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Ann Keen: The Cancer Reform Strategy, published in December 2007, sets out guidance to the local national health service on how to improve cancer prevention, speed up the diagnosis and treatment of cancer, reduce inequalities, improve the experience of people living with and beyond cancer, ensure care is delivered in the most appropriate settings and ensure patients can access effective new treatments quickly. A copy of the strategy has already been placed in the Library. It is for primary care trusts (PCTs) to use the funds made available to them and work in partnership with strategic health authorities, local services, cancer networks and other local stakeholders to deliver these aims. Information on the work being done in the Coventry area can be obtained direct from Coventry Teaching PCT.
Through the Cancer Reform Strategys National Awareness and Early Diagnosis Initiative, the Department, in partnership with Cancer Research UK, is co-ordinating a programme to support local interventions to increase cancer symptom awareness, and encourage people to seek help early.
Ann Keen: The vascular checks programme has been designed to be undertaken in a variety of settings to ensure that those who are not regularly in touch with formal health care can access the programme. Primary care trusts will commission the programme to reflect the needs of their population and how they access services. Primary care trusts may, therefore, commission the service from general practitioners, pharmacies or other providers which their target group access. This could include running the programme in a workplace setting.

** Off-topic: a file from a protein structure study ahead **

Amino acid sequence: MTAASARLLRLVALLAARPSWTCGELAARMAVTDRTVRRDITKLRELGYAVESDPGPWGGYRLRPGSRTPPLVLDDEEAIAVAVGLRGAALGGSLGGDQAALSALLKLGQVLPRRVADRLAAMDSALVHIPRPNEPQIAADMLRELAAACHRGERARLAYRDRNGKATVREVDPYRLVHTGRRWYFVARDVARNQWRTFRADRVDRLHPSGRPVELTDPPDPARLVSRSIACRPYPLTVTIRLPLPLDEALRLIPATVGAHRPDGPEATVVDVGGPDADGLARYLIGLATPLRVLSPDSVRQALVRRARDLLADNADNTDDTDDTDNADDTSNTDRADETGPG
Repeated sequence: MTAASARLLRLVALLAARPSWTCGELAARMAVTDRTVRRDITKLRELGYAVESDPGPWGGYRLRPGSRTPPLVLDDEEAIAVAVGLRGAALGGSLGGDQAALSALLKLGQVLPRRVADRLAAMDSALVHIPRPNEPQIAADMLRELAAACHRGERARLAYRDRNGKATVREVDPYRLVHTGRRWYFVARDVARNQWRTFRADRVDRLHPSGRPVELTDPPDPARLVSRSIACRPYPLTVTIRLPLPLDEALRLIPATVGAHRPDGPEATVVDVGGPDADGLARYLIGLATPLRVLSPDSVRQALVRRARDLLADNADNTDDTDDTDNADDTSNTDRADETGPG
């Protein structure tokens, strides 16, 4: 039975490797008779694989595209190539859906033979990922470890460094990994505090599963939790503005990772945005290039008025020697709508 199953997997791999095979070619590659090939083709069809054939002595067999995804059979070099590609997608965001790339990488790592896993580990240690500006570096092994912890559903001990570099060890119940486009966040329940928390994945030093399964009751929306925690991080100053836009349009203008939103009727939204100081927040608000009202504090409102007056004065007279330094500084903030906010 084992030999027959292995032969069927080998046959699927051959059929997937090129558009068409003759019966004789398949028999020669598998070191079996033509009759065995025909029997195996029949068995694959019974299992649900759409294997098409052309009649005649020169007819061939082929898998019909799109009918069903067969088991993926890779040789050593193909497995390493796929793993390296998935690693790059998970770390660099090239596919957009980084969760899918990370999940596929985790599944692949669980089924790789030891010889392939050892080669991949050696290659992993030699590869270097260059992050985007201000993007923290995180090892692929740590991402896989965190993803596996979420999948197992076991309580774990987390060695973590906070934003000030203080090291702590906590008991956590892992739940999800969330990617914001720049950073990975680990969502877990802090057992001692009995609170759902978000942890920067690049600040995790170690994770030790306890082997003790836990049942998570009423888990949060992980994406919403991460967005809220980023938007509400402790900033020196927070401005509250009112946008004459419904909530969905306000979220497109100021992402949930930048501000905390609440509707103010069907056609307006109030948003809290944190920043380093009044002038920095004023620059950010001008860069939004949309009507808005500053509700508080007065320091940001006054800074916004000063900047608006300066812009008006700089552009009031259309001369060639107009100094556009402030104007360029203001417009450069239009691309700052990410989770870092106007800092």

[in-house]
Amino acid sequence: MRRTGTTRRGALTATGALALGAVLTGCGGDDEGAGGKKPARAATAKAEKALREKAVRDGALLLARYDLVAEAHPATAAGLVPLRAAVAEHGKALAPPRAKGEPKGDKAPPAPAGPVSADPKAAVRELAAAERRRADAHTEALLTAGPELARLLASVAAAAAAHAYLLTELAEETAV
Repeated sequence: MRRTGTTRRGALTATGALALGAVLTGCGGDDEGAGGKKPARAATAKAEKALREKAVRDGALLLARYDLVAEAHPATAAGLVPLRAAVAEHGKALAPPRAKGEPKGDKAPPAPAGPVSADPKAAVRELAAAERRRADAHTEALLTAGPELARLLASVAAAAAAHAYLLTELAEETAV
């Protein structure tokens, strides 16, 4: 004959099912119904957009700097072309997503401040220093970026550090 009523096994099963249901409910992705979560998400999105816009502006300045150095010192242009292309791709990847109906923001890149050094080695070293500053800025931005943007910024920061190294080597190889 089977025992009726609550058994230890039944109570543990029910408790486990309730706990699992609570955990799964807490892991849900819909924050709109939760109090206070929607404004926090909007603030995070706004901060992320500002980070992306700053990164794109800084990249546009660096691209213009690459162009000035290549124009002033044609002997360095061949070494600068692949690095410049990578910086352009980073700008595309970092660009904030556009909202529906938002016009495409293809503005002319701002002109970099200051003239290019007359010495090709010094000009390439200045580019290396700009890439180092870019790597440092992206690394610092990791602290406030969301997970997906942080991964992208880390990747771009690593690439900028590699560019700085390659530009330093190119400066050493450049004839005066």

Ann Keen: As part of preparing primary care trusts for implementation, the Department will make available a standard invitation letter and leaflet about the vascular checks programme. Until the national call and recall system is developed, primary care trusts will decide locally who and how to call people first. Current vascular checks type activity across the country suggests that for some populations other methods of invitation e.g. through telephone calls generate a better take up. Working through NHS Improvement, we are making available learning on this and other aspects of the programme across the country. Once the call and recall system is developed, people will recalled every five years for their check.
Norman Lamb: To ask the Secretary of State for Health (1) what steps his Department plans to take to measure the level of uptake of vascular risk assessment and measurements amongst people between the ages of 40 to 74 years; 
Ann Keen: Many primary care trusts, especially in spearhead areas, already have vascular checks type programmes in place. The implementation of the vascular checks programme will be phased during 2009-10. All primary care trusts will be expected to have undertaken some activity to support the programme during this period. We are working with strategic health authorities to ensure all primary care trusts implement the programme. We are developing an evaluation strategy that will provide information on the rate and mode of implementation. As part of the evaluation, we will look at uptake amongst groups less likely to participate in the programme and those particularly likely to benefit since they are inherently likely to be at higher risk. These groups will vary from primary care trusts to primary care trusts.